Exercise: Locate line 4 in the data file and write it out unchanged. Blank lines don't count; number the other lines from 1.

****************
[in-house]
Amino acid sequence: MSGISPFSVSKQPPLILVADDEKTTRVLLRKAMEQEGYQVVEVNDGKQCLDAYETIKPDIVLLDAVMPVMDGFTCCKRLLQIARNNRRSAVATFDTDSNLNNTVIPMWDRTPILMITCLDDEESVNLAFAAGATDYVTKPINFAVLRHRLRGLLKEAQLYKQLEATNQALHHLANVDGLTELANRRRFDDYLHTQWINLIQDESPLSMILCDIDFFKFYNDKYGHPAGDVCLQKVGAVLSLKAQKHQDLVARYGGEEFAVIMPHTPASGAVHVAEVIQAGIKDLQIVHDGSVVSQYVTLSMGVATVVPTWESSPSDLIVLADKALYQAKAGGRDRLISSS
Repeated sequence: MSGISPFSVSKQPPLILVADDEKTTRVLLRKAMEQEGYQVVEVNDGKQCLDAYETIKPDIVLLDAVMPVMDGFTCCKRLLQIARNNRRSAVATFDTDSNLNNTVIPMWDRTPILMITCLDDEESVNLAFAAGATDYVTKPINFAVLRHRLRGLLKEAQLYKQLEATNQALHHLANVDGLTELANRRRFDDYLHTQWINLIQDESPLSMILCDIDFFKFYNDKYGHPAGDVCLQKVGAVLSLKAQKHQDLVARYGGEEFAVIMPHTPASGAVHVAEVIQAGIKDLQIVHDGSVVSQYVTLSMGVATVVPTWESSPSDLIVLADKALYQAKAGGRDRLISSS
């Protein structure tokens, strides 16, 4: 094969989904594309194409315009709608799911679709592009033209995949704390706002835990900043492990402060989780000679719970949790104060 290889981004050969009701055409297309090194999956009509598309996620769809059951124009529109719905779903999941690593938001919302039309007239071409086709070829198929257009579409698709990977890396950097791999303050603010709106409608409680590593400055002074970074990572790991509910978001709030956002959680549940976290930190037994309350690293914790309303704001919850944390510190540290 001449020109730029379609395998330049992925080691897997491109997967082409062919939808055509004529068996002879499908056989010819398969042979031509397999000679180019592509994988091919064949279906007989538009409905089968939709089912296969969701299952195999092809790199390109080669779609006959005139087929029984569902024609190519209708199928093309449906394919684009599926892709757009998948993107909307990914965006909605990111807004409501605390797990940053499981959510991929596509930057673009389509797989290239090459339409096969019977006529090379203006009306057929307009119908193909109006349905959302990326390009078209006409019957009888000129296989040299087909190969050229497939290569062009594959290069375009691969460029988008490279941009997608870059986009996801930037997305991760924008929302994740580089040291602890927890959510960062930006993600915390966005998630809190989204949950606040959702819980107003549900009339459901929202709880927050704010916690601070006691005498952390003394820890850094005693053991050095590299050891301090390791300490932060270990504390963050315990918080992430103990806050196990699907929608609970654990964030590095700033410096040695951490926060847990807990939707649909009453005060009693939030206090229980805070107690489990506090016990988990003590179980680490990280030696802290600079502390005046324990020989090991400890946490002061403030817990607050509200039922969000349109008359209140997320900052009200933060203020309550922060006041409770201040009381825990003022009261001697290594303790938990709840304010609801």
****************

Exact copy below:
């Protein structure tokens, strides 16, 4: 094969989904594309194409315009709608799911679709592009033209995949704390706002835990900043492990402060989780000679719970949790104060 290889981004050969009701055409297309090194999956009509598309996620769809059951124009529109719905779903999941690593938001919302039309007239071409086709070829198929257009579409698709990977890396950097791999303050603010709106409608409680590593400055002074970074990572790991509910978001709030956002959680549940976290930190037994309350690293914790309303704001919850944390510190540290 001449020109730029379609395998330049992925080691897997491109997967082409062919939808055509004529068996002879499908056989010819398969042979031509397999000679180019592509994988091919064949279906007989538009409905089968939709089912296969969701299952195999092809790199390109080669779609006959005139087929029984569902024609190519209708199928093309449906394919684009599926892709757009998948993107909307990914965006909605990111807004409501605390797990940053499981959510991929596509930057673009389509797989290239090459339409096969019977006529090379203006009306057929307009119908193909109006349905959302990326390009078209006409019957009888000129296989040299087909190969050229497939290569062009594959290069375009691969460029988008490279941009997608870059986009996801930037997305991760924008929302994740580089040291602890927890959510960062930006993600915390966005998630809190989204949950606040959702819980107003549900009339459901929202709880927050704010916690601070006691005498952390003394820890850094005693053991050095590299050891301090390791300490932060270990504390963050315990918080992430103990806050196990699907929608609970654990964030590095700033410096040695951490926060847990807990939707649909009453005060009693939030206090229980805070107690489990506090016990988990003590179980680490990280030696802290600079502390005046324990020989090991400890946490002061403030817990607050509200039922969000349109008359209140997320900052009200933060203020309550922060006041409770201040009381825990003022009261001697290594303790938990709840304010609801």